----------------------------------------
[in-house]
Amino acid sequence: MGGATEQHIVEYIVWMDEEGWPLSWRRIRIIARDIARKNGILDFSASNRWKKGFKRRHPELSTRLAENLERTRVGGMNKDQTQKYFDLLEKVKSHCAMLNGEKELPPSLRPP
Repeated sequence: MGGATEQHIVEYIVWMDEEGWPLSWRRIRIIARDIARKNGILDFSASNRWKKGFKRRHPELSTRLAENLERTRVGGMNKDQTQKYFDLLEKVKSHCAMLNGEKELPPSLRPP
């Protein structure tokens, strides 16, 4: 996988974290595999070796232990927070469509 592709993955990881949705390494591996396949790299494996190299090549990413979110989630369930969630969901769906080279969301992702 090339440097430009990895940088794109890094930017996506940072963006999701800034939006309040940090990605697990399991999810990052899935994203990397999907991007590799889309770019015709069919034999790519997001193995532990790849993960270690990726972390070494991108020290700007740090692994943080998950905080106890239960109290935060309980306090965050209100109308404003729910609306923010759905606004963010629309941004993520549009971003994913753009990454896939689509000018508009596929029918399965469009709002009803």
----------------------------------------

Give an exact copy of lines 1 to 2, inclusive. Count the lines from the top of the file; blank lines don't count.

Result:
[in-house]
Amino acid sequence: MGGATEQHIVEYIVWMDEEGWPLSWRRIRIIARDIARKNGILDFSASNRWKKGFKRRHPELSTRLAENLERTRVGGMNKDQTQKYFDLLEKVKSHCAMLNGEKELPPSLRPP